The following article is part of conference coverage from the 2019 American Academy of Neurology Annual Meeting (AAN 2019) in Philadelphia, PA. Neurology Advisor’s staff will be reporting breaking news associated with research conducted by leading experts in neurology. Check back for the latest news from AAN 2019.
PHILADELPHIA — Real-life outcomes support the long-term effectiveness of tetrahydrocannabinol and cannabidiol (THC:CBD) to improve spasticity in patients with multiple sclerosis (MS) resistant to other medications. This research was presented at the 2019 American Academy of Neurology Annual Meeting, held May 4-10, in Philadelphia.
The investigators of this observational, prospective, multicenter study sought to evaluate real-life, long-term efficacy outcomes of THC:CBD oromucosal spray to treat a large population of Italian patients with treatment-resistant MS spasticity. Spasticity was assessed using a numerical rating scale (0-10) at baseline, 1 month, 6 months, 12 months, and 18 months after treatment initiation.
After one month, 1502 (81.4%) of 1845 patients achieved ≥20% improvement in numerical rating scale for spasticity and 814 (40.2%) achieved ≥30% improvement. The mean reduction in spasticity scores was 28.9% at month 1 and 36.8% at month 18. A total of 727 (39.4%) participants discontinued treatment: 388 reported a lack of effectiveness whereas 339 experienced adverse events. The most frequently reported adverse events were vertigo (37.5%), sleepiness (34.8%), worsening of fatigue (28.3%), and cognitive symptoms (15.9%). In multivariate analysis, patients with a higher baseline spasticity score (odds ratio 2.21; 95% CI, 1.12-6.28; P <.01) or a greater change in scores between baseline and month 1 (odds ratio 2.03; 95% CI, 1.04-8.14; P <.05) were twice as likely to maintain therapy beyond 18 months.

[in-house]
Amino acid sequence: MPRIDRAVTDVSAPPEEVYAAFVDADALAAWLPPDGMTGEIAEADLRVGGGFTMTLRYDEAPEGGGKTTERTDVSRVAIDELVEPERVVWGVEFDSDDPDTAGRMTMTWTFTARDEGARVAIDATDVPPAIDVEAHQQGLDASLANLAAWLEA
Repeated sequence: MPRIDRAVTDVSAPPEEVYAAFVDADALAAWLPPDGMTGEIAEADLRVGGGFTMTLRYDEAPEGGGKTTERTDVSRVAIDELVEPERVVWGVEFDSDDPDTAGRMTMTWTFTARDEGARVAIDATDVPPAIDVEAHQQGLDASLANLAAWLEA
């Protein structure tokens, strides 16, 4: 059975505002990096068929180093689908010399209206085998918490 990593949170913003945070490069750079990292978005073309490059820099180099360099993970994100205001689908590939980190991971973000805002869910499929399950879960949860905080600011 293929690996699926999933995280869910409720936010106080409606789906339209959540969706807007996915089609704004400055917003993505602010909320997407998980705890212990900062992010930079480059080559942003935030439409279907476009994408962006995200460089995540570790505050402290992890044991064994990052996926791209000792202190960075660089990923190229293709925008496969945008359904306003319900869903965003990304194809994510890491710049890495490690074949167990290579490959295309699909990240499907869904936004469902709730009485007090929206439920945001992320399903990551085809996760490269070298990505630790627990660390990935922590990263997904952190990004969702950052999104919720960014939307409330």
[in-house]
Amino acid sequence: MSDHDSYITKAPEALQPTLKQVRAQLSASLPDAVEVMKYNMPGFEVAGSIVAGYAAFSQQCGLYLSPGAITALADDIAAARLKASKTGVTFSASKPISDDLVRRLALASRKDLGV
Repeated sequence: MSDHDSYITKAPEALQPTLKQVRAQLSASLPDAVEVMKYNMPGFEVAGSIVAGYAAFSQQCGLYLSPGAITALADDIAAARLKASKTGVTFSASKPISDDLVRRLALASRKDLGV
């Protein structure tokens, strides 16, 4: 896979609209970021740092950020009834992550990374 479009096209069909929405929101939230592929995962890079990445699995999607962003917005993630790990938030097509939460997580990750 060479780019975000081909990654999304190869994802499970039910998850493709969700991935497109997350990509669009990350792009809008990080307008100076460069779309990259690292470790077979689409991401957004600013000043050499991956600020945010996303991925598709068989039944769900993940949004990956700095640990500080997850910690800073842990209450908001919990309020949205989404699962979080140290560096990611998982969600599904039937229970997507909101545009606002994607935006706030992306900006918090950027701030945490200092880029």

The investigators suggest these results confirm the effectiveness of THC:CBD therapy to reduce treatment-resistant MS spasticity and sustain improvement for 18 months.
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Patti F, Chisari C, D’Amico E, et al. Long-term effectiveness of 9-δ-tetrahydrocannabinol:cannabidiol oromucosal spray in clinical practice: results from a 18-months multicenter Italian study. Poster presented at: 2019 American Academy of Neurology Annual Meeting; May 9, 2019; Philadelphia, PA.
This article originally appeared on Neurology Advisor